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Proactive Policing Considerations for the Driverless Car

Would Timothy McVeigh have ever been arrested if he were riding in a driverless car? On that fateful April day in 1995, McVeigh was pulled over when state trooper Charlie Hanger observed a yellow Mercury pass him without a license plate tag which resulted in the arrest of McViegh. Twenty years later, law enforcement is on the cusp of a new technology that could make traffic stops such as McVeigh’s obsolete. Driverless cars may seem futuristic, but they will be here quicker than most expect.

Currently in Pittsburgh, PA, Uber is testing a fleet of fourteen driverless vehicles in the city’s downtown area. While these cars do have an individual at the wheel to take control when

needed, riders who have experienced these vehicles agree that the computer does the majority of the driving. While the test may sound futuristic and gimmicky, these driverless Uber vehicles are push to make autonomous cars mainstream in the very near future.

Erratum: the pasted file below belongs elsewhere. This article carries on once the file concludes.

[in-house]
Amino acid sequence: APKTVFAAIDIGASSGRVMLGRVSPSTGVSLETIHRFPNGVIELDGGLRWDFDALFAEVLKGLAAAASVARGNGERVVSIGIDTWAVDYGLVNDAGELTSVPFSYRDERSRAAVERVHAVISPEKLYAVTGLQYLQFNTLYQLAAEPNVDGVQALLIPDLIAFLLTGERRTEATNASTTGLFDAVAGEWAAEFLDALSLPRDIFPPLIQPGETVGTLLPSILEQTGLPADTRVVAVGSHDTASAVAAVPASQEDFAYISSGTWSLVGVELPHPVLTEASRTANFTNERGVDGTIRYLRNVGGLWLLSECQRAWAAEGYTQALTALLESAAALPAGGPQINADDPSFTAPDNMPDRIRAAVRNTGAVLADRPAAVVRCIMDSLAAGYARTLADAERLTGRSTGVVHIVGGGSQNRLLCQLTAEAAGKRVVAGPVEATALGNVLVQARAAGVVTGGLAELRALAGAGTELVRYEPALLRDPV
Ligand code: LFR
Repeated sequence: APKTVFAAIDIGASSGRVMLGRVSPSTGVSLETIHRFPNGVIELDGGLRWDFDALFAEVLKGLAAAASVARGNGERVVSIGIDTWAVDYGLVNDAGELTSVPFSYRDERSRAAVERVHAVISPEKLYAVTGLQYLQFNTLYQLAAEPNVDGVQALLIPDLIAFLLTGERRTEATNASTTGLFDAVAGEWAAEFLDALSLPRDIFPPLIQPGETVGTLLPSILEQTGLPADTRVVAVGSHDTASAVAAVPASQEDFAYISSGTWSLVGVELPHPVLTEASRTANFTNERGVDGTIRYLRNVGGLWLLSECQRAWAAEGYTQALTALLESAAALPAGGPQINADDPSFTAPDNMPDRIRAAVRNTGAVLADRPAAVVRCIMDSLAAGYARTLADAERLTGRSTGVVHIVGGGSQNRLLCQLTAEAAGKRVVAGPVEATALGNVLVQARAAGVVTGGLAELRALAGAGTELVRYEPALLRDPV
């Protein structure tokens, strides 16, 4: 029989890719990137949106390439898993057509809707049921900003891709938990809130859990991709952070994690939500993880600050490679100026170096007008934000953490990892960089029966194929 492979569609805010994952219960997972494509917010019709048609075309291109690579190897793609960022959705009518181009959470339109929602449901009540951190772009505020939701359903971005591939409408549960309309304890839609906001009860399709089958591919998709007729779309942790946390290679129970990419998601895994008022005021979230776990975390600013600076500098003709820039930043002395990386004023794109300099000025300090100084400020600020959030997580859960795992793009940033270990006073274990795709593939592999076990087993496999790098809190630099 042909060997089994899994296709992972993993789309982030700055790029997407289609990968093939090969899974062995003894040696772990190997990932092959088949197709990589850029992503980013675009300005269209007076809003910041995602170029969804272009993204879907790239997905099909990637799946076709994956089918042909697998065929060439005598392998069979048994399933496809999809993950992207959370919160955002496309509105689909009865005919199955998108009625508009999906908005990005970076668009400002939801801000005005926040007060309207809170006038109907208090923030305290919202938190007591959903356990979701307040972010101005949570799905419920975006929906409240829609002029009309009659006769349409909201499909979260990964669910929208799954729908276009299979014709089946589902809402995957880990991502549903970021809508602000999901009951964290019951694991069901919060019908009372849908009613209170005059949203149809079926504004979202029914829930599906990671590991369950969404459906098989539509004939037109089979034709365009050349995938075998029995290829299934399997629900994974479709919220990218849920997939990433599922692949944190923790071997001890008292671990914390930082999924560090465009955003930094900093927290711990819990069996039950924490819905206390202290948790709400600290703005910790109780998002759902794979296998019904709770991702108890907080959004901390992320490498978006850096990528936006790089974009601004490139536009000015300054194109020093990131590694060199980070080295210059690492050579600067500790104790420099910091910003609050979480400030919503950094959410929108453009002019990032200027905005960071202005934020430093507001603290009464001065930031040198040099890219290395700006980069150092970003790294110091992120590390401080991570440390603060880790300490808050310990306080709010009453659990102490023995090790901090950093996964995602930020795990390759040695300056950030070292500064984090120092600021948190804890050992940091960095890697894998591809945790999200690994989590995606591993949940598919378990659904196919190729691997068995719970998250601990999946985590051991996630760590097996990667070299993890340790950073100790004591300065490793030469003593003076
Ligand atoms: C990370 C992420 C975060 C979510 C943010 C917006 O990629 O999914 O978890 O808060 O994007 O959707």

While some may expect that near future to be far away, today there are luxury cars considered semi-autonomous. Tesla, Mercedes, BMW, and Infiniti offer vehicles with hands off steering. Even in non-luxury vehicles many semi- autonomous features are available today. Many vehicles can parallel park themselves correctly the first time, rather than the usual two to three attempts it usually takes (Am I the only one that is horrible at parallel parking?). Many vehicles today offer lane departure warning systems, forward collision warning systems, drowsy driver alerts, and other features on moderately priced models such as the Ford Fusion. In some 2018 models, General Motors plans to offer hands off steering for highway conditions and other automakers plan to follow suit with their versions of full speed adaptive cruise control, a fancy name for hands off steering, by 2019 models.